Scalable PMICs power processors and peripherals

27th March 2023
Kristian McCann

A scalable PMIC can support a variety of application processors and SoCs for the highest safety classification. By Michael Maurer, Senior Application Marketing Manager and Frank Schoofs, Application Engineer, Rohm Semiconductor Europe.

This article originally appeared in the Feb'23 magazine issue of Electronic Specifier Design – see ES's Magazine Archives for more featured publications.

Applications such as ADAS, infotainment, virtual reality, pedestrian and gesture recognition are driving demand for high performance SoCs. They require a variety of precision supply voltages that are subject to precise sequencing to start or shut down the processor. A system’s volatile and non-volatile memories and any peripherals also require additional power supplies that must be included in the processor's power up and power down sequence. All this has to be implemented in a limited space.

A PMIC-based solution optimises supply voltage for the SoC and customises handshake and interface architectures to shorten the development cycle. There is however little or no flexibility to adapt to other SoCs and thermal issues; power supplies are limited to a specific SoC and its immediate environment. As power supply requirements change, a redesign is often required

Decentralised power

A decentralised power strategy, adopted by Rohm, enables PMICs with a different number of voltage regulators to be optimised for an application. It also allows several PMICs to be interconnected and operate as a single unit. These decentralised power supplies enable driver MOS stages to support high output currents for the processor’s computational.

To be able to cover vehicle safety requirements, critical components/ functions have to be duplicated and methods for possible failure detection have to be implemented. These redundancy requirements and monitoring features drive up system costs but integrating functional safety features into PMICs reduces system costs (see Figure 1).

Figure 1. Sensor Fusion with Rohm's safety PMIC.

 The BD96801xxx-C is a configurable PMIC for processors, SoCs, FPGAs and applications with high safety requirements. It features seven scalable voltage regulators housed in a UQFN48 package (6.0 x 6.0 x 1.0mm). It requires an input voltage of 2.7 to 5.5V and provides output voltages with accuracy of ±1.2%. It is designed in accordance with ISO26262(2018.3), is AECQ100-qualified and operates at -40 to +125°C.

It integrates power supplies for the application processors/SoCs, DDR memory and common system I/Os (four switching regulators with output voltages from 0.5 to 3.3V and three LDOs with voltages from 0.3 to 3.3V each and 0.3A output). Buck regulators 1/2 provide output currents of up to 2.0 and 10/20A, respectively, via external driver MOS stages. Buck regulators 3/4 provide output currents up to 4.0A. Buck regulators 1/2 and buck regulators 3/4 can be operated in two-phase mode for double current. Switching regulator frequency is 2.25 or 4.0MHz.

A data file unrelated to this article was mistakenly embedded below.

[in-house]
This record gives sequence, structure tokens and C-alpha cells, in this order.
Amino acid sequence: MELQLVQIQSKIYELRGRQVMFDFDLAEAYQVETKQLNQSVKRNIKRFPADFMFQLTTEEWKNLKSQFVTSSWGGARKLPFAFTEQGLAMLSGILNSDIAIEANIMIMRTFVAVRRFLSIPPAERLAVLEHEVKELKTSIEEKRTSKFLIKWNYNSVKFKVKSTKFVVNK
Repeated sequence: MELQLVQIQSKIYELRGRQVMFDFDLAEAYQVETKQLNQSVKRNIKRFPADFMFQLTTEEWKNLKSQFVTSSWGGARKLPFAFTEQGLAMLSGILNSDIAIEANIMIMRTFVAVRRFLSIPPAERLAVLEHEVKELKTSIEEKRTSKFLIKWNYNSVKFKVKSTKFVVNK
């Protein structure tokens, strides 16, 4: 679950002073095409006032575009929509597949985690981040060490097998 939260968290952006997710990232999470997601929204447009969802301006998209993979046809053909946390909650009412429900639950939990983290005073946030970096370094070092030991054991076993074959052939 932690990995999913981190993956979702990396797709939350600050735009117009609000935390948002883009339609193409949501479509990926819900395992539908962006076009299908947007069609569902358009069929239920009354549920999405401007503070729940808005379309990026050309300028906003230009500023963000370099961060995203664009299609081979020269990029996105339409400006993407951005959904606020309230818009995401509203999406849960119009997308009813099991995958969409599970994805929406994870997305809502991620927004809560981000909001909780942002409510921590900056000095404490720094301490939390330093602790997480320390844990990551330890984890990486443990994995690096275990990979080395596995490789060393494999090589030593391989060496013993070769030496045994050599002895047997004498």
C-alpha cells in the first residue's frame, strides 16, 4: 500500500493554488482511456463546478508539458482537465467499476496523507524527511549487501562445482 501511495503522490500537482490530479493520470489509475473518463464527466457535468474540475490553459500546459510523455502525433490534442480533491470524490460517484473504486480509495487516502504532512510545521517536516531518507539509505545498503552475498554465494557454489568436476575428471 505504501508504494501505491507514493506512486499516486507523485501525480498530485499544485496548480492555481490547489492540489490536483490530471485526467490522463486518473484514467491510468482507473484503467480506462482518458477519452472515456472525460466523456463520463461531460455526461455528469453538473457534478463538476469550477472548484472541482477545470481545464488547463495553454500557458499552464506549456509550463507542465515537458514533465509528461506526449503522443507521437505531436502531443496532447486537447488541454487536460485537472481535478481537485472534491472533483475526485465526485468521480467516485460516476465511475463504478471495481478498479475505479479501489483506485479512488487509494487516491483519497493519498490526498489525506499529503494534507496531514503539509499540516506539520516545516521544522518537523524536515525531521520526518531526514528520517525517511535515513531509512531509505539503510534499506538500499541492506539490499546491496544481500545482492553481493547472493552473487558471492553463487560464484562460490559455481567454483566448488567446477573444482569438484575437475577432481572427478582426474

A programmable power control sequencer can support applications and use cases and is expandable to multiple PMICs and many operating parameters configurable by OTP and/or programmable by software. Remote differential sensing for each individual switching regulator keeps the voltages at the load stable and counteracts voltage drops on the PCBs.

For safety there is configurable over- and under-voltage protection, monitoring of the maximum current of the regulators and detection of short circuits, as well as configurable thresholds to notify the processor of output voltage abnormalities. There is also two-stage thermal monitoring with self-protection shutdown, two redundant voltage references and self-monitored dual clocking, as well as analogue and digital BIST functions. The I2C interface between the PMIC and the MCU allows flexible, simple control of the PMIC registers and information exchange of the protection and diagnostic functions, which can be secured via a CRC code.

To maximise flexibility, Buck1 and Buck2 can be wired individually or operated in two-phase mode. For higher current requirements, an external MosDriver (10 or 20A) can be connected for one or both buck controllers.

Without an external driver module, a maximum of two 2A output currents or one 4A in two-phase operation can be obtained. Alternatively, depending on the choice of the external driver IC, output currents of 10 or 20A in single phase operation deliver a peak value of 15 and 30A respectively

Other combinations could be equipping Buck1 with a driver and Buck2 without, for one 10A (20A) and one 2A output currents. Maximum currents are achieved in two-phase operation and with the external connection of both bucks with one driver IC each.

Buck3 and Buck4 are not designed for connection to an external Mos driver IC, so they can be connected individually for up to 4A output current each or both can be connected in two-phase mode for a maximum 8A output.

Figure 2. Block diagram of the BD96801xxx-C

Featured products

Product Spotlight

Upcoming Events

View all events
Latest global electronics news
© Copyright 2023 Electronic Specifier